Pros and Cons of Modularization: A Rising Trend in Construction – Heavy Lift News

Pros and Cons of Modularization: A Rising Trend in Construction

 

2 May 2024   |   Insight Article

In the evolving landscape of construction, modularization is emerging as a compelling alternative to traditional stick-built methods, promising efficiency and scalability. This article dives into the advantages and the obstacles associated with modular construction.

When starting a construction project, one of the very first decisions is whether to use traditional stick-built methods or modern modular approaches. The stick-built approach is the conventional method in construction, but modularization is rapidly gaining traction. While modularization offers significant benefits, it also comes with undeniable challenges.

As the world moves from traditional stick-built methods to modular construction, this article highlights the benefits and challenges of choosing modularization over stick-built construction.

  1. The Rising Trend of Modular Construction
  2. Benefits of modularization compared to stick-built construction
  3. Challenges of modularization compared to stick-built construction

1. The Rising Trend of Modular Construction

Stick-built vs. Modularized Construction for Plant Design

Stick-built construction is the traditional method where plant components are built and assembled on-site, offering design flexibility but often requiring more time and resources. Each level is erected sequentially, with specific equipment (e.g., boilers) installed at each level before moving to the next.

Modular construction involves building parts or entire structures in a controlled fabrication yard away from the site. The plant is divided into sections, each erected separately and pre-fitted with all necessary pipes and bespoke equipment. These modules are then transported to the site for assembly, requiring minor adjustments and connections to be made.

Growing Global Market for Modularization

The global modular construction market is experiencing significant growth. In 2023, the market size was valued at $95.68 billion and is projected to grow to $102.52 billion in 2024, representing a compound annual growth rate (CAGR) of 7.2%. Construction Institute has identified a CAGR of 9.6% until 2027 (Figure 1). This trend reflects the increasing adoption of modular construction methods, driven by their advantages in terms of speed, cost-effectiveness, quality control, and sustainability.

Figure 1, Size of global modular construction market

(Source: Getting Ready for 2030: A People, Process, and Technology Roadmap for Offsite Construction)

To determine whether a plant or construction project should be executed using stick-built methods or a modularized approach, a multidisciplinary trade-off analysis is conducted during the early project phases. This analysis, performed as soon as the investment decision is made—sometimes even before—considers all case-specific benefits and challenges.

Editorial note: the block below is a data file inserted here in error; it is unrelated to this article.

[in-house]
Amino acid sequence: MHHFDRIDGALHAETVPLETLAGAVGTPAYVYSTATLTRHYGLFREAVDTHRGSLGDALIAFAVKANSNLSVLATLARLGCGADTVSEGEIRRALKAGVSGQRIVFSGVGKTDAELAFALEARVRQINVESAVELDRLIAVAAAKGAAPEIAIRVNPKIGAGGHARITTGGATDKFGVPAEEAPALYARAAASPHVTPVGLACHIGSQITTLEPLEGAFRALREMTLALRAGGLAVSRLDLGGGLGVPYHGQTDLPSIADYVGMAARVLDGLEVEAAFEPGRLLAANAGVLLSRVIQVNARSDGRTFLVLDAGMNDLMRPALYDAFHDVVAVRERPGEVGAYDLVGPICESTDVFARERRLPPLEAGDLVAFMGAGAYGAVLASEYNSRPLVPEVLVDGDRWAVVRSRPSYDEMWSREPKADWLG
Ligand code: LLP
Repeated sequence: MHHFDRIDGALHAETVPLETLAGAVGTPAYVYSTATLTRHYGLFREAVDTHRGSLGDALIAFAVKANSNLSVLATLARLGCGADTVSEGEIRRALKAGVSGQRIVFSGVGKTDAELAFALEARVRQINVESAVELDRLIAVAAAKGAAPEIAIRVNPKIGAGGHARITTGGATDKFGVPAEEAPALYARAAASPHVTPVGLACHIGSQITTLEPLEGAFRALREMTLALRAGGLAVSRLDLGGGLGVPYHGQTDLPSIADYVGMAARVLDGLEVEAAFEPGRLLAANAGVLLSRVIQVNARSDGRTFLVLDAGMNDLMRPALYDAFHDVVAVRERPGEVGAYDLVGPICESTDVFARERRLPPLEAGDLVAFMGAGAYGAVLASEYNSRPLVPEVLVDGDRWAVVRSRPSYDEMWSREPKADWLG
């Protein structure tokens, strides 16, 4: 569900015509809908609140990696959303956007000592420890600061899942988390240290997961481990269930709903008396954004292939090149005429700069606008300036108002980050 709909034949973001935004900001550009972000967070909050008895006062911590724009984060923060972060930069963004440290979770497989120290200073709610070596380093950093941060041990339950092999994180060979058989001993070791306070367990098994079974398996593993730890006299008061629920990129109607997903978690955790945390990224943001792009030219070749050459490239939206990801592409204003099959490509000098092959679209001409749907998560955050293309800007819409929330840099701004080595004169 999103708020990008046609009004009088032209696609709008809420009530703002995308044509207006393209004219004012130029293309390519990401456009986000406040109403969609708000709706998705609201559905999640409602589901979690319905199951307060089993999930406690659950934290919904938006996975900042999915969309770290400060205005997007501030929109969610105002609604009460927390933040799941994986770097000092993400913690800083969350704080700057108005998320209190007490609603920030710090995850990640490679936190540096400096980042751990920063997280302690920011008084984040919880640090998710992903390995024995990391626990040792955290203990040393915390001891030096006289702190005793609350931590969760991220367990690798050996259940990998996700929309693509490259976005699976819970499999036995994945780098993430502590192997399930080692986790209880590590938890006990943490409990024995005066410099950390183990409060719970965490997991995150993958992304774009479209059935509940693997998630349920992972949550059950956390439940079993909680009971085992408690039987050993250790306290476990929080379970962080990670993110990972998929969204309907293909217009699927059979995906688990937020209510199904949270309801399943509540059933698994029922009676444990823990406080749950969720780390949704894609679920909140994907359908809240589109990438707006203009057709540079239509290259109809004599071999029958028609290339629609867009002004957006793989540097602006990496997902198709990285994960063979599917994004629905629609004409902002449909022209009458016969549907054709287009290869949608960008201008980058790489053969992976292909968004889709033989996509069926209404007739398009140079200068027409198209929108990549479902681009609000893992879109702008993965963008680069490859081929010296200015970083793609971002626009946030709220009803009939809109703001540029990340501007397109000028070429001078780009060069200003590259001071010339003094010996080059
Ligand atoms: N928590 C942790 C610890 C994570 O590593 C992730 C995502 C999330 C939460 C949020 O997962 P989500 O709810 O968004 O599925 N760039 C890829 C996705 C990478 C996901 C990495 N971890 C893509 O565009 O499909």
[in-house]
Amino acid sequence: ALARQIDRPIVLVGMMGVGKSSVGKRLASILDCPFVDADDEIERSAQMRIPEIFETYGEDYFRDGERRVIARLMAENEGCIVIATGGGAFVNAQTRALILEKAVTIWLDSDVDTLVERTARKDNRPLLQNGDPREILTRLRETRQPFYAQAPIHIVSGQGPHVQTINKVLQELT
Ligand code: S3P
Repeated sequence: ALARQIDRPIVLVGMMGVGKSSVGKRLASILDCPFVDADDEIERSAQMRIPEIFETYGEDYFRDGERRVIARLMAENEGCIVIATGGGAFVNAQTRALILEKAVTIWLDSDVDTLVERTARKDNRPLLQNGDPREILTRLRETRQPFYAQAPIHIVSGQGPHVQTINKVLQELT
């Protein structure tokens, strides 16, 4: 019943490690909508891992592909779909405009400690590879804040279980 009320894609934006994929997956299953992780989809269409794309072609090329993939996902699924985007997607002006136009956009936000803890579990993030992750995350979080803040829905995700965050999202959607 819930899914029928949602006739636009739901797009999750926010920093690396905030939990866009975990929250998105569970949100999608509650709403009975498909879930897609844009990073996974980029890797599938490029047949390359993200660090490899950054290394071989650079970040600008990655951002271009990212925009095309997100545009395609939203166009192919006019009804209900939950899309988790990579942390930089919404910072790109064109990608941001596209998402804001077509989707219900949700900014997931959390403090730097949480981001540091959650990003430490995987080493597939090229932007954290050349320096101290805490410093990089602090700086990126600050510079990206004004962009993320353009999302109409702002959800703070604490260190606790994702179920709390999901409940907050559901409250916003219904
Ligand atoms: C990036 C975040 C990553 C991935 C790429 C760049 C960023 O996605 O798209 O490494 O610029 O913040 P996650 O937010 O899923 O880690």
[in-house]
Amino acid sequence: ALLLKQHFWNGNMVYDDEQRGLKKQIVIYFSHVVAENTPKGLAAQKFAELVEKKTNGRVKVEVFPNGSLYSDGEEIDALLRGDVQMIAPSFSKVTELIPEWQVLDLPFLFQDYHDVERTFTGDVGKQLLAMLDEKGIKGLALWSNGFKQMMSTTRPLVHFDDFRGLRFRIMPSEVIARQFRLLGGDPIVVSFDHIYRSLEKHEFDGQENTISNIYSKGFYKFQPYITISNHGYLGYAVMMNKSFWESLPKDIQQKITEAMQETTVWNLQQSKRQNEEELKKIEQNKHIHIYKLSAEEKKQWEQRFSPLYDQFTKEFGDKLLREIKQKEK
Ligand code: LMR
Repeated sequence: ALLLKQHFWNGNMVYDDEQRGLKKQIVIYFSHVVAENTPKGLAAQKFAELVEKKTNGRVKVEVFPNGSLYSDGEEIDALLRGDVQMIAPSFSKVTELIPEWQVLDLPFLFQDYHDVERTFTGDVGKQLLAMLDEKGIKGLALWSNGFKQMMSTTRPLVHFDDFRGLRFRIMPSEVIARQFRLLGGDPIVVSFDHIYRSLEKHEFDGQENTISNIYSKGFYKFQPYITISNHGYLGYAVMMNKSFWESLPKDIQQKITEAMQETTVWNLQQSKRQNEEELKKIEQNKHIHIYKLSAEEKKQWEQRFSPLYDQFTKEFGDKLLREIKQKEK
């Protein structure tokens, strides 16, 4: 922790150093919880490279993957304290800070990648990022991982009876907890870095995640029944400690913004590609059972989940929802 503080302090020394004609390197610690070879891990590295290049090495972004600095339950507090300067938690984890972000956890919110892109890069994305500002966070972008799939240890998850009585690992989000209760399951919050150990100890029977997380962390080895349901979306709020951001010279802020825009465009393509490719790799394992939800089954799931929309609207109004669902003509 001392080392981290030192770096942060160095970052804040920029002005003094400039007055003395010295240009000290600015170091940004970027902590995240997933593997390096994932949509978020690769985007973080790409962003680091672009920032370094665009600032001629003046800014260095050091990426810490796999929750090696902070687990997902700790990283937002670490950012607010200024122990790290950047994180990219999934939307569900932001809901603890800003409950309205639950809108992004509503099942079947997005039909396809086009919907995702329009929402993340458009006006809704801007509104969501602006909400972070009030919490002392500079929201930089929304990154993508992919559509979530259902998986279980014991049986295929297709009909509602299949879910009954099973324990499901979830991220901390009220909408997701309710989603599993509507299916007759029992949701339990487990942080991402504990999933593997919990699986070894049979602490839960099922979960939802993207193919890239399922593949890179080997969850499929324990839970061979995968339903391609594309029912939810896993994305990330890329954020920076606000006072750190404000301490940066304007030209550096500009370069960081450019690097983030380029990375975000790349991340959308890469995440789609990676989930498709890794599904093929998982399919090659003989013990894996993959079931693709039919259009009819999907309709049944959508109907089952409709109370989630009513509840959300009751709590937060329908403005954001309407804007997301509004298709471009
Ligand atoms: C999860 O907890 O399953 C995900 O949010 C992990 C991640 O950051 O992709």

2. Benefits of Modularization Compared to Stick-built Construction

Firstly, we delve into the key benefits of modularization over stick-built construction. While there are many benefits, we focus on three key areas:

  1. Enhanced construction process with a fabrication yard
  2. Improved schedule performance
  3. Reduction in capital costs

2.1 Enhanced Construction Process with a Fabrication Yard

Building sections of a construction in a fabrication yard offers several advantages over building on the final site. Fabrication yards provide a controlled environment for constructing assets, whether it is as big as plant modules or specific equipment. Their location has been strategically selected such that it can accommodate the magnitude of construction, from logistics to capacity.

Location Benefits
  • Extended construction windows: Fabrication yards operate year-round, unlike traditional sites that may face weather-related delays, ensuring uninterrupted progress.
  • Support for parallel construction: Modularization allows the simultaneous construction of different project segments. While the foundation is being laid on-site, modules for other parts of the project are concurrently being constructed in the fabrication yard. This approach significantly reduces the overall project time and maximizes the utilization of bespoke equipment.
  • Efficiency in building and transporting: Building modules on grade and using lift equipment in the fabrication yard improves efficiency and safety. Completed modules pre-fitted with equipment, piping and other assets can be transported to the site, ready for assembly.
Labor Benefits

For companies deciding between stick-built or modular construction, the project’s size is a key factor. Larger projects require more labor. Opting for modular construction and fabricating where labor is readily available can greatly benefit the project. Some specific advantages include:

  • Addressing capacity limitations: Modularization reduces the need for on-site labor, helping to manage local labor shortages.
  • Elevating skill levels: Workers in a fabrication yard can refine their skills in a controlled environment, resulting in higher quality outcomes.
  • Increasing worker productivity: Having workers who are familiar with the environment, the fabrication yard’s safety rules and regulations, as well as the permits and licenses needed to perform specific tasks, can greatly enhance their productivity.
  • Enhancing safety: The controlled and predictable environment of a fabrication yard reduces the risk of accidents compared to variable and sometimes hazardous traditional construction sites.

2.2 Improved Schedule Performance